ILNews

'Rocket docket' now set for juvenile appeals

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New rules from the Indiana Supreme Court this week officially create an expedited "rocket docket" for certain juvenile cases going through the appellate system.

The court issued an order Tuesday amending the Indiana Trial Procedure Rule 59 and Rules of Appellate Procedure 14.1, which now read to specifically address those cases where state funding decisions for placement services are at issue. The amendments took effect Jan. 1, 2009.

These changes come after last year's legislative and state statute revisions contained in House Enrolled Act 1001, which as part of sweeping property-tax reform shifted funding of juvenile detention costs from counties to the state. The law gave the Indiana Department of Child Services more oversight authority of juvenile delinquency, status, and child welfare cases in a move designed to expand Indiana's ability to collect federal reimbursements and make the process more efficiently centralized through the state agency.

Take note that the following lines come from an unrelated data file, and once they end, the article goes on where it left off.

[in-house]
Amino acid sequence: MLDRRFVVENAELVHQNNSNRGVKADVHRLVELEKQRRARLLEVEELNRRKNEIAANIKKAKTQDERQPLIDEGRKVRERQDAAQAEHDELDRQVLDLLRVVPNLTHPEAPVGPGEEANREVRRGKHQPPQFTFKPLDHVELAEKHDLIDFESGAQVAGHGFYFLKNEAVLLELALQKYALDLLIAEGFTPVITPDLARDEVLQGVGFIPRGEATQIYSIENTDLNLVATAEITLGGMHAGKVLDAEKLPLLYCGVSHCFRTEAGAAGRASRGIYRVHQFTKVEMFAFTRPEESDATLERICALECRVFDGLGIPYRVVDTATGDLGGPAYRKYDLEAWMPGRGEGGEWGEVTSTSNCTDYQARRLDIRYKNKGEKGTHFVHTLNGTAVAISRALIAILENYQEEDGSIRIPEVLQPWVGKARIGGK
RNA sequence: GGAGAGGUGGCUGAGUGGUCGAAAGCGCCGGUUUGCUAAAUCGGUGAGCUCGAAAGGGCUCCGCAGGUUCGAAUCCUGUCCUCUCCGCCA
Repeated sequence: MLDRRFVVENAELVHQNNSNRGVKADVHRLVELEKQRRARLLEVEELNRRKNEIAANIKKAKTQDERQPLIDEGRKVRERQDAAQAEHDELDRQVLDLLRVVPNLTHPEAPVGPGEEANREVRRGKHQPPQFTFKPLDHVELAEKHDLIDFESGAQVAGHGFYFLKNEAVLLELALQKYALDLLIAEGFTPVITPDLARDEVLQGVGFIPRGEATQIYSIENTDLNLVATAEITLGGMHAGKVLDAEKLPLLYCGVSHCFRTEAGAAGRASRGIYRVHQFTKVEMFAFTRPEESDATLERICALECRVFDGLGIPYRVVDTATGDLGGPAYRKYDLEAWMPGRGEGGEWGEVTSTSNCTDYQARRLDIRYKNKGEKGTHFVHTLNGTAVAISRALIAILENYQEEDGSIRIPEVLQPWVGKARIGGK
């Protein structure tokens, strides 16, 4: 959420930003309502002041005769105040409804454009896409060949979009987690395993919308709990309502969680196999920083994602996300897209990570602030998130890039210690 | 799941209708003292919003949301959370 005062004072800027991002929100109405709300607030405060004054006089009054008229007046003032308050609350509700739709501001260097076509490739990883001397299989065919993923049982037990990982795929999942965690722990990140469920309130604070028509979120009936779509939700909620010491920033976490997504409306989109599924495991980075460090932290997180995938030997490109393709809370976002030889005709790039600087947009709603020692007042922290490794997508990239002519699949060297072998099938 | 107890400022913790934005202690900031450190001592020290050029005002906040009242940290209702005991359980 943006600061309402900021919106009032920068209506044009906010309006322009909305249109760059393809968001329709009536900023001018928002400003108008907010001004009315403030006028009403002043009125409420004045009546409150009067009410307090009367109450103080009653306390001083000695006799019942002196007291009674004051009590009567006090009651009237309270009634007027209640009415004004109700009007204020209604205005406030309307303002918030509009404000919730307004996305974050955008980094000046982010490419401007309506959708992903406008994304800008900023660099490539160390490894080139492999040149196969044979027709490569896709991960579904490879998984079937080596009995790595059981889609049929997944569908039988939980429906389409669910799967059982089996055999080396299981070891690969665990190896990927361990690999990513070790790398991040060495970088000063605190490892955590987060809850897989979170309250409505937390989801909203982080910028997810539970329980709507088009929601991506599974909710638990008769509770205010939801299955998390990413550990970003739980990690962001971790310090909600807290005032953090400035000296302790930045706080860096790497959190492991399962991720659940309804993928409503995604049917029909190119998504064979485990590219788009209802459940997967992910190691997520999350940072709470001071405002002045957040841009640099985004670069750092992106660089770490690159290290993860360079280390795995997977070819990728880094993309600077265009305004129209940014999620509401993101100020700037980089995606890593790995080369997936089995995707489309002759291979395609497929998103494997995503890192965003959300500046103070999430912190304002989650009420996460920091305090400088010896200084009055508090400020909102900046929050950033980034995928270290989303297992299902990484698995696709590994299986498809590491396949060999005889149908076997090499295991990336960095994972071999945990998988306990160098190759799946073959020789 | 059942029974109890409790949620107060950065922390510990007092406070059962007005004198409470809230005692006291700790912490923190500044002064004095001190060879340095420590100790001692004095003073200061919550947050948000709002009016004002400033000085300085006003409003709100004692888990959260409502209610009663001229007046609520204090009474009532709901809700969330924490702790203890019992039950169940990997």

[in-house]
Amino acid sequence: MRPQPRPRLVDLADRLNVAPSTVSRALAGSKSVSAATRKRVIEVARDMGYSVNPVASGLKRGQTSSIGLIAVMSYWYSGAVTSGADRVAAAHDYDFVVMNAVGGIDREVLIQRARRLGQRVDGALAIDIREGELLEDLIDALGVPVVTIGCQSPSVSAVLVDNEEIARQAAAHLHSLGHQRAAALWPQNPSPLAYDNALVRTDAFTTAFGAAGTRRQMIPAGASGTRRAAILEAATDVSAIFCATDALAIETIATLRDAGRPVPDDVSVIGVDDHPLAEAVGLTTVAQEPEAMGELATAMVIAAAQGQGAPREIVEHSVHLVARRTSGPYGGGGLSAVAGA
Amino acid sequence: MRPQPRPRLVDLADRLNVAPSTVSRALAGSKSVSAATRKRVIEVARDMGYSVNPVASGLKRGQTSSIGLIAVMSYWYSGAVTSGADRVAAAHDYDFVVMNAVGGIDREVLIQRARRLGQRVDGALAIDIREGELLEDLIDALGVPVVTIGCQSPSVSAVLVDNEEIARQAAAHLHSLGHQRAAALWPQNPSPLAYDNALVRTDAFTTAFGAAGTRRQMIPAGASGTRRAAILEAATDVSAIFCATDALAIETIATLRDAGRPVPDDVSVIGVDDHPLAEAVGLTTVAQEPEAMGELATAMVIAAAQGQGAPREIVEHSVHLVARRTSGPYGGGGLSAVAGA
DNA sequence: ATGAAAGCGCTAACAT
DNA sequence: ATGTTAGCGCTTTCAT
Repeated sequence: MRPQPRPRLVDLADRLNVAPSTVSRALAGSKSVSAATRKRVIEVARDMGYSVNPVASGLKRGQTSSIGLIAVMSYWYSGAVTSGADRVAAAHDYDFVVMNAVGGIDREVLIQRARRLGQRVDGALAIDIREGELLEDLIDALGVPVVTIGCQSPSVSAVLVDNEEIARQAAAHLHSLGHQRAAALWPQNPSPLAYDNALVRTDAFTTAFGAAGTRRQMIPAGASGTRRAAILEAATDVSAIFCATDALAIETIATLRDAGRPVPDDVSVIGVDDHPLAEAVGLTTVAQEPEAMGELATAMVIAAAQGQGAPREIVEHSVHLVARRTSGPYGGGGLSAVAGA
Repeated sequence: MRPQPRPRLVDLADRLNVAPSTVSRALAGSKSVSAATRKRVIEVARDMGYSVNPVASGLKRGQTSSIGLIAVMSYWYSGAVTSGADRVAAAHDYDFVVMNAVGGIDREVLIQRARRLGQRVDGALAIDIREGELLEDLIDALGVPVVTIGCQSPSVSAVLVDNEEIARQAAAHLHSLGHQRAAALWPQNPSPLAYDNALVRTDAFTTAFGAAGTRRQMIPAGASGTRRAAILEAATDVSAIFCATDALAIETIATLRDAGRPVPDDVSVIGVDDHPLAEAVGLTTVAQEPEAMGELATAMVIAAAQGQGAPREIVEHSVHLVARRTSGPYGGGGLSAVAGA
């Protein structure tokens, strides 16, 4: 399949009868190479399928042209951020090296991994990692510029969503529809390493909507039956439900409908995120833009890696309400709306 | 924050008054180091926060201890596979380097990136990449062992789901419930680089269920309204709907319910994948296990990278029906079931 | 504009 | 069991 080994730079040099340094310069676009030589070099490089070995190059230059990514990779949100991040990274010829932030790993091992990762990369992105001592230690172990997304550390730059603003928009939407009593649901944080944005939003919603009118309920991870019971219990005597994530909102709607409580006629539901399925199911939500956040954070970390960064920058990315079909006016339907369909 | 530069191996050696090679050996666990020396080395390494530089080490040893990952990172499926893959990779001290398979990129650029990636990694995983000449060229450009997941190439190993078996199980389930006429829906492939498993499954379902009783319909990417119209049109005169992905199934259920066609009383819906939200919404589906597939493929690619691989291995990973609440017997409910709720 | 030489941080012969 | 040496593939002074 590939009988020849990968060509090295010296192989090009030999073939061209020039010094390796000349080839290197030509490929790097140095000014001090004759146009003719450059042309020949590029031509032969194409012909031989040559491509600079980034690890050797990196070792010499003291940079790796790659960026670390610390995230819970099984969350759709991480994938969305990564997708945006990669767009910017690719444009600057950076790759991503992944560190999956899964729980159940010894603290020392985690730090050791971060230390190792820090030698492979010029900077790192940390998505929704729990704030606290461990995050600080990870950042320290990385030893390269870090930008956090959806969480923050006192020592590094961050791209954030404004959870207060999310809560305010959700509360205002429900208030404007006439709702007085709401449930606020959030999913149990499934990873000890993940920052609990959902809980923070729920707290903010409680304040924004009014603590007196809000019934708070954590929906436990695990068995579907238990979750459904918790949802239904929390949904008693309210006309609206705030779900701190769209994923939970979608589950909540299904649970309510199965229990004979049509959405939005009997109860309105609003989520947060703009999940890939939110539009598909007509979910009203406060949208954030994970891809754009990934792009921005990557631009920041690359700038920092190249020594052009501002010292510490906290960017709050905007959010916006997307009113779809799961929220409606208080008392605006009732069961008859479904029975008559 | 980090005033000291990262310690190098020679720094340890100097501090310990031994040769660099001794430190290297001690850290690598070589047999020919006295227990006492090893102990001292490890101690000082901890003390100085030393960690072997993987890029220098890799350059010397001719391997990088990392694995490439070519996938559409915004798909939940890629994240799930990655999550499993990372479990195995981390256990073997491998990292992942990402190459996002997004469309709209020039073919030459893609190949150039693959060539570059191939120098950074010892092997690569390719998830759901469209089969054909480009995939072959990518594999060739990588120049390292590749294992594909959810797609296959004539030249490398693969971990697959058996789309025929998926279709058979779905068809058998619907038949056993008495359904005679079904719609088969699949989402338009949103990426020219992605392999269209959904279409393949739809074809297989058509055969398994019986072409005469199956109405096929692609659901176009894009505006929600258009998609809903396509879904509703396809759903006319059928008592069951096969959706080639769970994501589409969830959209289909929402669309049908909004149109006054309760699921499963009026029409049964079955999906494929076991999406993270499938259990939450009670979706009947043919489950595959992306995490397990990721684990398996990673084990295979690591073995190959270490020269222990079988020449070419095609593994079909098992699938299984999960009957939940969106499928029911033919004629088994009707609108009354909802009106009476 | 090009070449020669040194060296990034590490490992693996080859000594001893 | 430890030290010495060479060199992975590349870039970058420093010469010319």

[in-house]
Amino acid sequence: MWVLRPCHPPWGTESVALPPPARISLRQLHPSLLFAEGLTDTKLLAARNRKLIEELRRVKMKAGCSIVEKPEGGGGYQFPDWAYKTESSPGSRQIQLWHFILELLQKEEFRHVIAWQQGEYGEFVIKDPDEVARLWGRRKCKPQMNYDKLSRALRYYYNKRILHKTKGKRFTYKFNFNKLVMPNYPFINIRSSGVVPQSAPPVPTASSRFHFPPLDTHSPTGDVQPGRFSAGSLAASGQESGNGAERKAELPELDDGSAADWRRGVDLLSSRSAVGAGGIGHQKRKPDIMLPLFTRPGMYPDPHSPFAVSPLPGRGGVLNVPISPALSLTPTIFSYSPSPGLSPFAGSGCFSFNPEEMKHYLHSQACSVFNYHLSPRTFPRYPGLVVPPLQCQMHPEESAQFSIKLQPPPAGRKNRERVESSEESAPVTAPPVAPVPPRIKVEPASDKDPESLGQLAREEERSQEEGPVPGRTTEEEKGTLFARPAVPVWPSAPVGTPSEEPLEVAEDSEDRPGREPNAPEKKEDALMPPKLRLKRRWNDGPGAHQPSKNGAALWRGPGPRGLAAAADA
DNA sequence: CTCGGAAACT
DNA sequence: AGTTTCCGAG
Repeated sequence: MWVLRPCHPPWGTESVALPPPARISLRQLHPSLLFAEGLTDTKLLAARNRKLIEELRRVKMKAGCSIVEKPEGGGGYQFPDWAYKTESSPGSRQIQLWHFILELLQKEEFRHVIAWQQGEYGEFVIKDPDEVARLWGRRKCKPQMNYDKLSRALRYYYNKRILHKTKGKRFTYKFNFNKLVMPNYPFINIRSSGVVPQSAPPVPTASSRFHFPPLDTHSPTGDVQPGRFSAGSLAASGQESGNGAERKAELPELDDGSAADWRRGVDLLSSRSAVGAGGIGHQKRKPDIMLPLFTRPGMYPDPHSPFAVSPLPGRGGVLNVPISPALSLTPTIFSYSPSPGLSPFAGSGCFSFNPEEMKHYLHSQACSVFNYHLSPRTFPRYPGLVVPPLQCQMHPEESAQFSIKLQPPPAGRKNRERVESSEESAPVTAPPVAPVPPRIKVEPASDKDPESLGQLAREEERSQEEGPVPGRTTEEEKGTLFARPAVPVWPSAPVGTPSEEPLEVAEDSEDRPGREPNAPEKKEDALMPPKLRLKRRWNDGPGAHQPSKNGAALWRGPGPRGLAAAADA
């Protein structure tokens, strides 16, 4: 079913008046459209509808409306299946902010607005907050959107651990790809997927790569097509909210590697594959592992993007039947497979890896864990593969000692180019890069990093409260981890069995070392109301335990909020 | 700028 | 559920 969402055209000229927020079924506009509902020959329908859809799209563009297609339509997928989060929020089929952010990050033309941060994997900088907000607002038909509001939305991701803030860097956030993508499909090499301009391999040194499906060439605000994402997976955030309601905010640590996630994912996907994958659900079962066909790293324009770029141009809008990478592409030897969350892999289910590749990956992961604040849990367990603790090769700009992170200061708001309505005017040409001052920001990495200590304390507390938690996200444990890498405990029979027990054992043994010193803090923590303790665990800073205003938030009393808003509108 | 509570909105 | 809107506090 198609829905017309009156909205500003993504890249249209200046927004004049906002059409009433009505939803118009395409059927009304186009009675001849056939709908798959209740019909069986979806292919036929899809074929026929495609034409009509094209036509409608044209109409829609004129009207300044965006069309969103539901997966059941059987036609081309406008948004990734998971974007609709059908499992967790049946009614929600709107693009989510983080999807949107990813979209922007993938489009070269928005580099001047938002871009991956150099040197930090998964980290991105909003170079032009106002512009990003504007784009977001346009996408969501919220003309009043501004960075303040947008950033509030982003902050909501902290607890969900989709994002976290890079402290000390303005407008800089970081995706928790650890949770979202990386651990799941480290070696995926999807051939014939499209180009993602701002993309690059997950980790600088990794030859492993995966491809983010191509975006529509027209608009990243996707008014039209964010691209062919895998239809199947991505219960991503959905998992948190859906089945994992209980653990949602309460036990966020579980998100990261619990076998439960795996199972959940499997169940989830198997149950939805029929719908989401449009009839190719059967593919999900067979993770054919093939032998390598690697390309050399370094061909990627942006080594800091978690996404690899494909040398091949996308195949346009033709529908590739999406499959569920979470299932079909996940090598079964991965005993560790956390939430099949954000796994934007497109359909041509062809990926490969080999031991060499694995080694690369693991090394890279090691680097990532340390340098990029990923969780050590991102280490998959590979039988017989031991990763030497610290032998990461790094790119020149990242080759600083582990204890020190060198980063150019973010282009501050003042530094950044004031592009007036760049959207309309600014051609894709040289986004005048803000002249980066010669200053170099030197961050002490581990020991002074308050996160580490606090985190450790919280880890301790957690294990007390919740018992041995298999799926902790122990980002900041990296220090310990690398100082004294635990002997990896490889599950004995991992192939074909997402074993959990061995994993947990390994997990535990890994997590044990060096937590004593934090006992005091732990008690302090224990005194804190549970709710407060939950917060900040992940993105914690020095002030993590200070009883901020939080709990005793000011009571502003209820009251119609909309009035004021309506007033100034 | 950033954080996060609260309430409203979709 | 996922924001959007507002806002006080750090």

Courts and state officials have been working on this procedure since then to make sure those goals can be met while ensuring adequate appellate review.

Now, this expedited process will allow for the DCS and trial courts to get a quick review of any decisions about state funding with which they don't agree. The whole process is aimed at completing an appeal's procedural aspects within 30 days, without factoring in time for any court decision.

Rule 59 outlines how motions to correct error are handled, and this amendment adds a paragraph about orders relating to services, programs or placement of juvenile delinquents or those children in need of services. No motions to correct error will be allowed concerning various juvenile orders or decrees, the rule states.

Appeals of those orders and decrees are dealt with by Appellate Rule 14.1, which outlines the process for items including notice, transcript and records, memoranda, time extensions, rehearings, and petitions to transfer. Notice must be served and the clerk must complete the record within 15 days, and it must take priority over all other appeal transcripts and records, the rule says.

Each side is allowed five days to file a single memorandum, and no extensions are allowed. Rehearings following a court hearing are also prohibited by the rule. Any transfer petitions for the Indiana Supreme Court must be filed within five days after the Court of Appeals decision without any additional filings allowed.

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  1. Good riddance to this dangerous activist judge

  2. What is the one thing the Hoosier legal status quo hates more than a whistleblower? A lawyer whistleblower taking on the system man to man. That must never be rewarded, must always, always, always be punished, lest the whole rotten tree be felled.

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